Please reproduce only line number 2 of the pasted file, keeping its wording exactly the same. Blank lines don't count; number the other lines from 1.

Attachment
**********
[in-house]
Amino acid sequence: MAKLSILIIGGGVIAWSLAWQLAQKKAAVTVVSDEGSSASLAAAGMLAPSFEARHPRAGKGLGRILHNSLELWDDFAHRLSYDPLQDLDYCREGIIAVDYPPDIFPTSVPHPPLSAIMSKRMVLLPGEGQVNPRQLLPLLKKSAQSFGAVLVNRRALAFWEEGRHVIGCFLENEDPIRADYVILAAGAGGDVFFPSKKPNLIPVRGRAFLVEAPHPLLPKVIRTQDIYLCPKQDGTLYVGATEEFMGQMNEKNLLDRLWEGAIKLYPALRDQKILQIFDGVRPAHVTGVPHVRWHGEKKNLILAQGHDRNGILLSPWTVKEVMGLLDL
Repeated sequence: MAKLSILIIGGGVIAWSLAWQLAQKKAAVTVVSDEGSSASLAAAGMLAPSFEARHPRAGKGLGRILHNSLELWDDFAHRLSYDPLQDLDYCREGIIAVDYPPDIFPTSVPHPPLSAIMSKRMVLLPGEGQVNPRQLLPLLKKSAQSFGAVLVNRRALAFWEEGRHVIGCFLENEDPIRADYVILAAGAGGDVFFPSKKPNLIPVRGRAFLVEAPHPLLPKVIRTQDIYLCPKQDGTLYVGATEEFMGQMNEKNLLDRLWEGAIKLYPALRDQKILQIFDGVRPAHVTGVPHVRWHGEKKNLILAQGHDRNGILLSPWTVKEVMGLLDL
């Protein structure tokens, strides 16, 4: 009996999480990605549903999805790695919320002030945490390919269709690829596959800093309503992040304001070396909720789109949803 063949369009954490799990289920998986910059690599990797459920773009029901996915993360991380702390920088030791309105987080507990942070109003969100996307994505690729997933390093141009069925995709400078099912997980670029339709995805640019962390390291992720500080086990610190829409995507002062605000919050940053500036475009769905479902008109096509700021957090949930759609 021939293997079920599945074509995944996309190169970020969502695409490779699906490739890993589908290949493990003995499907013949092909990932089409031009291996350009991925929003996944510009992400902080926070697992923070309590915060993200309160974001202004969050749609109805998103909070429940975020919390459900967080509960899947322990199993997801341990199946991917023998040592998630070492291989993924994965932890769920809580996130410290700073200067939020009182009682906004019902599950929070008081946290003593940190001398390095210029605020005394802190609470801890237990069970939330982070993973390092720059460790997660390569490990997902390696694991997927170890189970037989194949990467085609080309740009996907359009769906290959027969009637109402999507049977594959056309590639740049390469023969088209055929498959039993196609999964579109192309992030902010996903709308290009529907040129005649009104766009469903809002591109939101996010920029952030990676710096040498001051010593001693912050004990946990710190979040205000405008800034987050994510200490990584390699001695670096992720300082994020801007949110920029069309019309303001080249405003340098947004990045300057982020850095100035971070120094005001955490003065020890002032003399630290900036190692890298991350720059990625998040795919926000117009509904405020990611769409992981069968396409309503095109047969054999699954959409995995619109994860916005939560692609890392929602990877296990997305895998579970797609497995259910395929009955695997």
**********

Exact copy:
Amino acid sequence: MAKLSILIIGGGVIAWSLAWQLAQKKAAVTVVSDEGSSASLAAAGMLAPSFEARHPRAGKGLGRILHNSLELWDDFAHRLSYDPLQDLDYCREGIIAVDYPPDIFPTSVPHPPLSAIMSKRMVLLPGEGQVNPRQLLPLLKKSAQSFGAVLVNRRALAFWEEGRHVIGCFLENEDPIRADYVILAAGAGGDVFFPSKKPNLIPVRGRAFLVEAPHPLLPKVIRTQDIYLCPKQDGTLYVGATEEFMGQMNEKNLLDRLWEGAIKLYPALRDQKILQIFDGVRPAHVTGVPHVRWHGEKKNLILAQGHDRNGILLSPWTVKEVMGLLDL